A lot of people have condemned it as a threat. Threatening the president is illegal, even in a joking context, and the AV Club reports that the Secret Service is investigating. I bet their investigation finds that Kathy Griffin ain’t gonna do shit. This photo was obviously a stunt. K-Griff herself said it was all a jape, once it turned out no one thought the picture was cool. I quote Twitter:

2/ OBVIOUSLY, I do not condone ANY violence by my fans or others to anyone, ever! I’m merely mocking the Mocker in Chief.

— Kathy Griffin (@kathygriffin) May 30, 2017

Welp, there goes your plausible deniability re: that could have been anybody’s head. But more importantly, why didn’t anyone think that picture was cool? I submit that the moral condemnations are a dodge, and a reasonable person would not take this photograph as a threat. The problem with it is not moral but aesthetic. All it achieves is to neatly convey the pitfalls of political art.

What does this picture make us think? It tells us that Griffin is very displeased with President Trump. After that comes a howling silence. There is no nuance to any of it, no source of additional meaning. Her face is expressionless, suggesting neither knowingness nor innocence, irony nor sincerity. She makes no comment on her own attitude toward the president. She makes no substantive comment on the man himself, like if the head were smoking a cigarette or wearing Gaddafi glasses or something. Unless you want to argue that her blue blouse symbolizes support for the Democratic Party, the only idea this picture conveys is “Kathy hate Trump” in capital letters. But a piece of paper with that printed on it wouldn’t be audacious enough to go viral.

This audacity introduces the defense that it’s not the photo that matters but the act of releasing it. In the same way the art wasn’t in Warhol’s soup cans so much as in the act of painting them, “Trump Head” is not a photo but a concept piece. Publishing this picture is like putting a shark in a lucite tank or submitting a urinal to the Grand Central Palace exhibition. What happens when Griffin issues a blunt, potentially illegal expression of hatred for the president? You could argue that’s the artistic question examined here, and it’s not a photo but rather a piece of performance art.

Except what happens is utterly safe and predictable, so it fails as performance, too. It’s not as though this picture will cost Griffin her gig in Branson. With the possible exception of Log Cabin Republicans, the overlap between her audience and people who will be offended by this photograph is small. Here lies the natural sin of political art. Where good art asks questions or introduces unfamiliar sensations, political art is tempted to tell people what they already know.

That’s why Bill Maher sucks now. He’s not surprising me to make me laugh; he’s agreeing with me to make me clap. Griffin’s severed head photo does the same thing. It styles itself as defiant, but it’s a bid for applause. It seems dangerous to hold up the head of President Trump, but when you think about it, anyone else’s head would have been riskier. That’s what makes him so insidious.

The worst thing about having this man as president is the brutalization of the poor, sick, and brown. The second-worst thing is the terrible judgment his election laid upon our country’s soul. But way down the list, and perhaps too little remarked, is the problem of how his flat, stupid badness has flattened and stupefied art. So many of us feel so strongly against him that we are apt to mistake any mirror for a picture. The question of how to say something interesting about this man is getting increasingly hard to answer, and yet he is so terribly important.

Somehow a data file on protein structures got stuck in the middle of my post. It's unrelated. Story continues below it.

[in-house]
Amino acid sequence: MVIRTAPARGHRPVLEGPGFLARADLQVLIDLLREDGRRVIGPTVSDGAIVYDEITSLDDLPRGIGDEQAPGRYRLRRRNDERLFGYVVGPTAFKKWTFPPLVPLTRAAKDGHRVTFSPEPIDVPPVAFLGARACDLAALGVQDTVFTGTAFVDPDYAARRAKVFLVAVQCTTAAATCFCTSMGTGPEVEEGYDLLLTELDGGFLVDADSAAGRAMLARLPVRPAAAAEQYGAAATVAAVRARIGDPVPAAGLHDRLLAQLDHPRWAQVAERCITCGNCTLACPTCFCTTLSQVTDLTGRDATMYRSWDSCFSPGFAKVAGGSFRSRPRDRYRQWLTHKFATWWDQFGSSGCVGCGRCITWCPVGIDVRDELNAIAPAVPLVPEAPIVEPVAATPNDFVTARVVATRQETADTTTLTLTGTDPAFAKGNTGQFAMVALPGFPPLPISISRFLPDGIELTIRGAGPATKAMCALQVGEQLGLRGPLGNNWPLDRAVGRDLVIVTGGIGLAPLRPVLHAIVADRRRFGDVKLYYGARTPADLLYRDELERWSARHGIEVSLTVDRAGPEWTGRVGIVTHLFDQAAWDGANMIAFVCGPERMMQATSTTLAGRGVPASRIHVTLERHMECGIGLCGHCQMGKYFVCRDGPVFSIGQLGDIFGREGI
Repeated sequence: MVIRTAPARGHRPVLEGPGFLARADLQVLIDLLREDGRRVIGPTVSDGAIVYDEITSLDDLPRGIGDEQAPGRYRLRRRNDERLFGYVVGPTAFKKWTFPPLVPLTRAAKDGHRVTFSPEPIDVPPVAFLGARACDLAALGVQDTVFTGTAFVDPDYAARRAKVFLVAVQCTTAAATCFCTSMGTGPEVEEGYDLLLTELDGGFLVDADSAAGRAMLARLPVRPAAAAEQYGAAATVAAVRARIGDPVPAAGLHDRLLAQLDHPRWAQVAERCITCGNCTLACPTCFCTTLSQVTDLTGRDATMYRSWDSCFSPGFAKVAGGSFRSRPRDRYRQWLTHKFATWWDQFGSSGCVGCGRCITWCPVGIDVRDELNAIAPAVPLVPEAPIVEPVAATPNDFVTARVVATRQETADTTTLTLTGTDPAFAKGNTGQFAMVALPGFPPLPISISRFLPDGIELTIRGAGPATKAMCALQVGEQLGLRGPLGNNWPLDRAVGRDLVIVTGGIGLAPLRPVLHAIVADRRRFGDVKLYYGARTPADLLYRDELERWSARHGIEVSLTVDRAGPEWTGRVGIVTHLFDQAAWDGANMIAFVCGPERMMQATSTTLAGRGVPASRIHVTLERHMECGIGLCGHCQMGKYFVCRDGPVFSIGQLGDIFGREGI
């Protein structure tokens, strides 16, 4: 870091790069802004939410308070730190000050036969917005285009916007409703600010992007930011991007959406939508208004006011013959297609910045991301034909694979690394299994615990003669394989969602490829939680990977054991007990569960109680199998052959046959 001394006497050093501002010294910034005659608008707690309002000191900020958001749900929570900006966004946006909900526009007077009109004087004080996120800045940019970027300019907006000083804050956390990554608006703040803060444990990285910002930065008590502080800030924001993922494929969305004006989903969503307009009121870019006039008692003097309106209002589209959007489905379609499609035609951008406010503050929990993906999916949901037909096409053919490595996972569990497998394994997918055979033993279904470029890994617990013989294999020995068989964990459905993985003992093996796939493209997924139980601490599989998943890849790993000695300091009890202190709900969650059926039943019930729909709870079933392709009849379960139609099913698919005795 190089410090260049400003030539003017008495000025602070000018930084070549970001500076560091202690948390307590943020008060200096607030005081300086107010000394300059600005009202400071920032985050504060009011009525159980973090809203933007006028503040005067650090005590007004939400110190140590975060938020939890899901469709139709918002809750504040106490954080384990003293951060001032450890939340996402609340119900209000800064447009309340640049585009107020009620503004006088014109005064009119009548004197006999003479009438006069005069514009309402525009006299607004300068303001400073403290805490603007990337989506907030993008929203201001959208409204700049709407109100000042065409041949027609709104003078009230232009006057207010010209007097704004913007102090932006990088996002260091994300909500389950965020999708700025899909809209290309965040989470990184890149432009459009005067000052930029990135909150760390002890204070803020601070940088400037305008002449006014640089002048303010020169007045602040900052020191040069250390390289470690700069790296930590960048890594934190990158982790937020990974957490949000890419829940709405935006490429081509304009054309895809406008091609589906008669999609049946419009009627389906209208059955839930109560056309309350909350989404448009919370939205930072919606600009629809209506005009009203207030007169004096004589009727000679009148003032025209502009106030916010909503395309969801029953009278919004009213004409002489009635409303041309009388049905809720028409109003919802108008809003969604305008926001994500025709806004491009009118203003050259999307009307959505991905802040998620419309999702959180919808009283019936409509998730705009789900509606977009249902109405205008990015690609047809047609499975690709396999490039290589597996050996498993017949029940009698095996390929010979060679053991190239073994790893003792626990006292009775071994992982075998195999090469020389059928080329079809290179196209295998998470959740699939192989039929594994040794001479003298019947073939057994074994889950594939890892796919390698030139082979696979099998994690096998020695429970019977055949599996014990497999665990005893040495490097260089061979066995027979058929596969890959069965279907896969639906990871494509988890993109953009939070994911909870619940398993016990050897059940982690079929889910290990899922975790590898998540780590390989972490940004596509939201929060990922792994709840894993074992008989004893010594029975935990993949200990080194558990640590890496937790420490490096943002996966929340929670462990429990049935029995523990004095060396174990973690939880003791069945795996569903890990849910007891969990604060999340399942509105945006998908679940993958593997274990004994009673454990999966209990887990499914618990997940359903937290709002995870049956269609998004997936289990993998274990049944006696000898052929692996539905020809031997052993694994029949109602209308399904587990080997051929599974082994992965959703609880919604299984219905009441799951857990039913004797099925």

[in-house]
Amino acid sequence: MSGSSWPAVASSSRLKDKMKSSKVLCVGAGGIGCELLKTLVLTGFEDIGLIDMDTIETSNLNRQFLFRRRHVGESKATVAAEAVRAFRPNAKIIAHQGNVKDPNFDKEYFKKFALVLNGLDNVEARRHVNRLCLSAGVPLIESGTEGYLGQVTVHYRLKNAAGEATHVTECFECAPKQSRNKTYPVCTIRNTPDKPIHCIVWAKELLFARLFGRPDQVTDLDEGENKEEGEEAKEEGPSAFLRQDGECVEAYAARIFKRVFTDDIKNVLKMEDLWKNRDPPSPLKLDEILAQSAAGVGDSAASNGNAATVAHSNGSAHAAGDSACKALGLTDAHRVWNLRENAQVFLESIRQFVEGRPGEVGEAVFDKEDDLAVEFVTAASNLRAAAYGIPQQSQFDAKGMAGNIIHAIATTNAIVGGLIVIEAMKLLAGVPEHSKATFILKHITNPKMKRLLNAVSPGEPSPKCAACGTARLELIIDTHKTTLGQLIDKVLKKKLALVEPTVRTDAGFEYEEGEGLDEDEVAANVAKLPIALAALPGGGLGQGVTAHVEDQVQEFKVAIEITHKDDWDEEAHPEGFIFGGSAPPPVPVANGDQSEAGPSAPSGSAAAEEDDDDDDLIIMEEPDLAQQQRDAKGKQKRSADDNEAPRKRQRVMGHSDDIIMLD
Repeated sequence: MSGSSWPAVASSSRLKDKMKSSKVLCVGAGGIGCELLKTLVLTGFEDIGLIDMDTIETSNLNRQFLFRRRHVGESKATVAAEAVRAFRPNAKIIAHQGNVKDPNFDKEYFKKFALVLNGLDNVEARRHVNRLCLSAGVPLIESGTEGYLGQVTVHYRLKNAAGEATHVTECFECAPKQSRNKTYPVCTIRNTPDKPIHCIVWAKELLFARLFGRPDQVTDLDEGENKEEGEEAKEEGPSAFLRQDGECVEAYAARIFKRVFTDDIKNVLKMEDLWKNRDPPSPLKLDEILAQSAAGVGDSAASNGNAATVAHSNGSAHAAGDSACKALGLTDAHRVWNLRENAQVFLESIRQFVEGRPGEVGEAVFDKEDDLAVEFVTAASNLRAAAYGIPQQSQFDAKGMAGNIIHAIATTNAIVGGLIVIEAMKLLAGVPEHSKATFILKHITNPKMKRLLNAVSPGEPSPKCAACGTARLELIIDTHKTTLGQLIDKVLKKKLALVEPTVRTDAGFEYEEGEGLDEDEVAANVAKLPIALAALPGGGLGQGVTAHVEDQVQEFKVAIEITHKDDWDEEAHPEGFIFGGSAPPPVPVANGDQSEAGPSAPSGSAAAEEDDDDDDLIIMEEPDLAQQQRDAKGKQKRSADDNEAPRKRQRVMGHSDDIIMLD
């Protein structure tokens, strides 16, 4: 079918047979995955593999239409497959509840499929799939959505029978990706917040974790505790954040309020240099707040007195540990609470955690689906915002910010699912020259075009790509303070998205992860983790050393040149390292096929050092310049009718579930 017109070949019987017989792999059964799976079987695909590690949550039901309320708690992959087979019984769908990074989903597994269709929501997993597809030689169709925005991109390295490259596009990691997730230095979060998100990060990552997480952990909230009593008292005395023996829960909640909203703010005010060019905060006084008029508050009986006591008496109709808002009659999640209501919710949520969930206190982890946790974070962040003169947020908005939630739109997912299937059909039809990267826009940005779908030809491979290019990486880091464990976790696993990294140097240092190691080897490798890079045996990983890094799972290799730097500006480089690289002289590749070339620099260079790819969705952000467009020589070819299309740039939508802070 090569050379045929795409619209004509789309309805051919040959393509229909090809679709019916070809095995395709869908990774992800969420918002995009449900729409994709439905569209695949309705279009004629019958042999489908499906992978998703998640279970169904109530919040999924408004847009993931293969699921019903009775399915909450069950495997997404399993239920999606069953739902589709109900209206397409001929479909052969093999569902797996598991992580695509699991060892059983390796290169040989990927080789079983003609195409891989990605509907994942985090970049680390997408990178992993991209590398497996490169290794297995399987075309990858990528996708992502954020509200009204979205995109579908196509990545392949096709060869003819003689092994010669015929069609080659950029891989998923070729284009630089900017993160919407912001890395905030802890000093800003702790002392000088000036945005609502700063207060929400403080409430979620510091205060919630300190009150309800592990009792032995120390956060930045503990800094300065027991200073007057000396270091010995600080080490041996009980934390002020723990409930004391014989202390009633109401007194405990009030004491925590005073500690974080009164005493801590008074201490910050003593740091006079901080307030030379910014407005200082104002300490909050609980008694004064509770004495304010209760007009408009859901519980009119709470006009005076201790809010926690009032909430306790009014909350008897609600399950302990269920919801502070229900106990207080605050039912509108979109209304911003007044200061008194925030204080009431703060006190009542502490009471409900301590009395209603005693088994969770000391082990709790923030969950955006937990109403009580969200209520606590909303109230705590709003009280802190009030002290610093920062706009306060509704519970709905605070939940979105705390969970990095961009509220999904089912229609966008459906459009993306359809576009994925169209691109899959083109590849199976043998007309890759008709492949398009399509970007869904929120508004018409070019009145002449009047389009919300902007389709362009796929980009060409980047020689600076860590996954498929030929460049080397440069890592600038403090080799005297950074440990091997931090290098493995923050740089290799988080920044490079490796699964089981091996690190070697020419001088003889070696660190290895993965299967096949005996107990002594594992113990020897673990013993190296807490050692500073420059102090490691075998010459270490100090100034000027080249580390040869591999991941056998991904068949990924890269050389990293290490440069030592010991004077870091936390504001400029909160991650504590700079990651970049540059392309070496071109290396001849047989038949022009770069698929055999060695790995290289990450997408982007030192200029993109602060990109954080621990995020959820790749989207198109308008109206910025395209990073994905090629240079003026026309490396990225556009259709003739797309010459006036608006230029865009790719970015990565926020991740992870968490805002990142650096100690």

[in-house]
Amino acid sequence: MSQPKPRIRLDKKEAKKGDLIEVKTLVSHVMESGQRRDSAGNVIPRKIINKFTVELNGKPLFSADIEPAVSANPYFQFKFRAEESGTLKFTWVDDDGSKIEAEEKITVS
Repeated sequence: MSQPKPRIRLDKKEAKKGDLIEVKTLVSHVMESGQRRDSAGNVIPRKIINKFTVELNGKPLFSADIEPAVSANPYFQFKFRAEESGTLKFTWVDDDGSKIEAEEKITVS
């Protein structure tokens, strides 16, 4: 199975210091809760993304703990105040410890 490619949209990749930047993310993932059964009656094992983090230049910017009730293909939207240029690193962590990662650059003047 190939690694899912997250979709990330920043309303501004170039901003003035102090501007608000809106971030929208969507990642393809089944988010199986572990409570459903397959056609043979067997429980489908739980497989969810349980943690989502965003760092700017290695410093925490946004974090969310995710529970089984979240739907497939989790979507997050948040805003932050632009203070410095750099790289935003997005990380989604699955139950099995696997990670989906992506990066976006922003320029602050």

A petard is an explosive charge, not a flagpole

The president sits comfortably on a little box he found.

People sometimes asks me why Combat! blog is not more popular. These people are themselves nerds, consumed by questions of esoteric knowledge while carefree personal trainers make their spouses feel attractive and fun. They have no sense of the common reader’s interest, whereas I, who operate without illusions but with Google analytics, know this blog will never be widely read. All sorts of interesting things that the general public wants to know about are happening on the internet, from Kardashians to one weird trick that cuts belly fat. But I can’t stop thinking about this quote from former White House aide Ronald Klaine, in this Times story on President Trump’s lackluster first 100 days:

“If Trump finds himself hoisted on the 100-day test, it is a petard that he erected for himself.”

First of all, way to avoid the natural conclusion of this sentence, “…a petard of his own erection.” That would probably be too good for this world. But I must find fault with Klaine’s locution anyway, because he has made a common mistake. A petard is not erected. A petard is a small explosive charge used to blast a hole in a wall or door. Recondite knowledge after the jump.

Continue reading

Unfalsifiable: “Thirsty” is the worst insult we have


Of all the names you can get called on the internet, “thirsty” is the worst. This is not to say “thirsty” is the worst thing you can say. That would be the n-word. But the n-word is one of those insults that reveals more about the person who says it than the person so insulted. When someone uses a slur, people think less of him immediately. He is a bumpkin or a coward. The person who calls you thirsty, on the other hand, establishes himself in a position of superiority. From there he observes your behavior and dismisses you with a word. It’s a pretty sick burn.

Continue reading

Unpacking that Skittles analogy

Donald Trump, Jr. upholds the family brand.

Donald Trump, Jr. attends a costume party as his dad.

Is there any more odious concept than Donald Trump, Jr.? His father already embodies the danger of inherited wealth: a 70 year-old brat whose claim to the presidency is that he’s been rich his whole life. Must we push the joke by giving him a child of his own? And must that child look like an extra in American Psycho? The less said about Trump, Jr. the better, lest we repeat the mistake we made with his dad. Unfortunately, he deployed a robust analogy yesterday, when he posted this image on Twitter:


It really makes you think. It also makes you dumb, by directing how you think away from basic facts about how refugees work. Letting them into the country is like eating Skittles, but their number is not like a bowl, a terrorist is not like a Skittle that kills you, and malnourished kids with big eyes and scared parents are not like candy. Otherwise, it’s a great analogy.

Continue reading